HONG KONG — Smugglers have been caught using fishing line and a pulley to smuggle goods from Hong Kong to a high-rise flat on the China side of the border, customs officials said Thursday.
The audacious crooks used a catapult to shoot fishing line from the roof of a two-story home on the Hong Kong side of the border, crossing security fences and a narrow river to China.
Colleagues on the China side then hoisted the line to a high-rise flat nearby and set up a 300 meter line on a pulley system to smuggle goods under cover of darkness.
For weeks, they wrapped mobile phones, SIM cards and computer parts in black plastic bags and moved them using the pulley and line in loads of three to five kilograms at a time.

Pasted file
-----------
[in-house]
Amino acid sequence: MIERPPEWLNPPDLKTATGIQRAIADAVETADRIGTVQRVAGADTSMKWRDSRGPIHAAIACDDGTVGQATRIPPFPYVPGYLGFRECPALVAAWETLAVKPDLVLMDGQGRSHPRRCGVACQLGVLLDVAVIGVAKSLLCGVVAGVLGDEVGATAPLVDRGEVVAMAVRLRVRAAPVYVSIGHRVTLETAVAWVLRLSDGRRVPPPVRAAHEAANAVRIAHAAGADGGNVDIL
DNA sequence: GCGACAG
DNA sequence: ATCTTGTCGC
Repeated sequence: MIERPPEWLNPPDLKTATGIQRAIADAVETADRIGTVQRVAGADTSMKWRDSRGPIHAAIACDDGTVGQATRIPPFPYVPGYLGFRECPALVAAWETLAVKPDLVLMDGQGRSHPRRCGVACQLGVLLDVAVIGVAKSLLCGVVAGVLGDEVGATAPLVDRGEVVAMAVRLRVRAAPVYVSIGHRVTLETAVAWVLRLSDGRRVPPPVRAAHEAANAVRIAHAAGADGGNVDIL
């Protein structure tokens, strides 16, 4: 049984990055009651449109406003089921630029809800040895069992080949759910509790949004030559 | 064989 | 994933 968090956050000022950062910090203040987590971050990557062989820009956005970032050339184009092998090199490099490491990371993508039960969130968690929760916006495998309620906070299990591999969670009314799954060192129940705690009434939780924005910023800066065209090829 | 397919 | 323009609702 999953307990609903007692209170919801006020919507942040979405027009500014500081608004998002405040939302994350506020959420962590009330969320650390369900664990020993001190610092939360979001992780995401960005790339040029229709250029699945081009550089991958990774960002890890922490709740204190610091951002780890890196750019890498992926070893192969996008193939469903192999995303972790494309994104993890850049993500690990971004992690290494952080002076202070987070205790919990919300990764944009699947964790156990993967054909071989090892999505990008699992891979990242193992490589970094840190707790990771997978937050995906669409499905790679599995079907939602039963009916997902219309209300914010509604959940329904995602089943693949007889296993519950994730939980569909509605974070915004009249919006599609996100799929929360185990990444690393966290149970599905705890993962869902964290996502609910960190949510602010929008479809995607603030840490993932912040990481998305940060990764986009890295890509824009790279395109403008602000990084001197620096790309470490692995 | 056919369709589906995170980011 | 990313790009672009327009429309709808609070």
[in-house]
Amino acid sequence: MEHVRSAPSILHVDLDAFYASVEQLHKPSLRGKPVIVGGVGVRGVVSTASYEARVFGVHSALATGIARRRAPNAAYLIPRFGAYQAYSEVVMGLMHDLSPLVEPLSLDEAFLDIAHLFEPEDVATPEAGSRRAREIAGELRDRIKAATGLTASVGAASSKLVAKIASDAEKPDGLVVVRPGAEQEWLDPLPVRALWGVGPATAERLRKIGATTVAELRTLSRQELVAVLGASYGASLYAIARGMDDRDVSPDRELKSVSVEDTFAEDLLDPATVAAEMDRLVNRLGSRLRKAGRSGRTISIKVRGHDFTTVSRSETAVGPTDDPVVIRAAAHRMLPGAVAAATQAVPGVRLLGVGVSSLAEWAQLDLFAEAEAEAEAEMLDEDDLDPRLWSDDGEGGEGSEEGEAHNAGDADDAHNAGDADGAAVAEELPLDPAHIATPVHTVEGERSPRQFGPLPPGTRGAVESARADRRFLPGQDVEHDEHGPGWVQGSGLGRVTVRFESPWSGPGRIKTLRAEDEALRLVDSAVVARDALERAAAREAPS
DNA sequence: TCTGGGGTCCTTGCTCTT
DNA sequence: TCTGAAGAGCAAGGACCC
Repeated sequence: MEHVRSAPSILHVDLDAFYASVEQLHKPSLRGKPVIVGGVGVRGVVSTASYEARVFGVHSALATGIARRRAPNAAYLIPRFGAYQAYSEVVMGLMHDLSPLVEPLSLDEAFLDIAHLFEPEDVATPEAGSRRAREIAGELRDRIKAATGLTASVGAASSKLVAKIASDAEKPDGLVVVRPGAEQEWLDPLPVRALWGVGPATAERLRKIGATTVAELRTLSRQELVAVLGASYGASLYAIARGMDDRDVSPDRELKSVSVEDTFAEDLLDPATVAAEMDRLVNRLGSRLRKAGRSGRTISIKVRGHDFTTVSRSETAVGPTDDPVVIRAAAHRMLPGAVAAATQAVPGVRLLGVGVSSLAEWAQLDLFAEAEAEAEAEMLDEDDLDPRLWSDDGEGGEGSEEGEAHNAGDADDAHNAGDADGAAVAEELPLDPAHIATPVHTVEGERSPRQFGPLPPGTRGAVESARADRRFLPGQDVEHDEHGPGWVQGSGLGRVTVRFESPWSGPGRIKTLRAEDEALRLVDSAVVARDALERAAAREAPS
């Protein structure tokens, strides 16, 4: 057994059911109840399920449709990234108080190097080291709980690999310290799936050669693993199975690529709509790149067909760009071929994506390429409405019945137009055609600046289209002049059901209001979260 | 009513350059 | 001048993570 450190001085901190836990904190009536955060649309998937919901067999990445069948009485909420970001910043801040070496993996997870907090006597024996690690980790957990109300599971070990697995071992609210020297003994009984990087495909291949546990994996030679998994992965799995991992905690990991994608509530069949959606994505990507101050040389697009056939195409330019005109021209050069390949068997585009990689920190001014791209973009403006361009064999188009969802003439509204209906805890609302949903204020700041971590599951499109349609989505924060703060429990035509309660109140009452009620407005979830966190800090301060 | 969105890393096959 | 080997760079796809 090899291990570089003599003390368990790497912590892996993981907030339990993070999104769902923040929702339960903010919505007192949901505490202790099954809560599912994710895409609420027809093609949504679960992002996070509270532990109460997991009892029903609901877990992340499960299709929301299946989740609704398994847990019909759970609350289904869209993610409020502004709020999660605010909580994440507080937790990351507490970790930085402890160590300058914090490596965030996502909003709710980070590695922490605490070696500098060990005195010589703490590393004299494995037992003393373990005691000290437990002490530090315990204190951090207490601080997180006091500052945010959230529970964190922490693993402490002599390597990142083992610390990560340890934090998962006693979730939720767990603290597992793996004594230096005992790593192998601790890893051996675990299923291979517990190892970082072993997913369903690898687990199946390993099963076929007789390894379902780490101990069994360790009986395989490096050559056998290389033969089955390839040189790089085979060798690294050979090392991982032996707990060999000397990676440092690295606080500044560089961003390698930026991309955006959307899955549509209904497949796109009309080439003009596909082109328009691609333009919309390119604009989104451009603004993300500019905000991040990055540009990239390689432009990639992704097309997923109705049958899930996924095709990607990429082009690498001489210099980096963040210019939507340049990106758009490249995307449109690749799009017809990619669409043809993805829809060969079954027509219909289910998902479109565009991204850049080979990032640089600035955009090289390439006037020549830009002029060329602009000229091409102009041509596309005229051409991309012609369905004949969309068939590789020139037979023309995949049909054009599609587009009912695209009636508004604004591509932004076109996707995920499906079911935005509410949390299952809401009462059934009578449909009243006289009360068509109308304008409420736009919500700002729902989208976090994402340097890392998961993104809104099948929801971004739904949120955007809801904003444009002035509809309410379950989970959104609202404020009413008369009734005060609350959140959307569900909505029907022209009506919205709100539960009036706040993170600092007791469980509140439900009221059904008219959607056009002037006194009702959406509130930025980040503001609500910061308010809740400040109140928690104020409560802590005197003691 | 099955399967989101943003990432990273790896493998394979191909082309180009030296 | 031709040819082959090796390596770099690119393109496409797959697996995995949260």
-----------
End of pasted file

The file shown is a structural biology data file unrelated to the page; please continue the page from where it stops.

Each load would take just 15 seconds to make its way from the roof of the Hong Kong house to the flat on the China side of the border, a customs spokesman said.
Sadly for the smugglers, the flaw in the scheme was that the pulley system made so much noise it alerted neighbors who complained to police soon after the lucrative operation began in early May.
They were arrested in a joint operation by Hong Kong and Chinese customs officers Tuesday morning after a one-week surveillance operation, the spokesman said.
Four Hong Kong men and 12 mainland Chinese men were arrested and 5,830 mobile phones, 2,100 computer parts and 450 memory cards seized with a total value of around US$770,000.
Hong Kong reverted to Chinese rule in 1997 but has a separate judicial and fiscal system and maintains tight border controls with neighboring Guangdong province.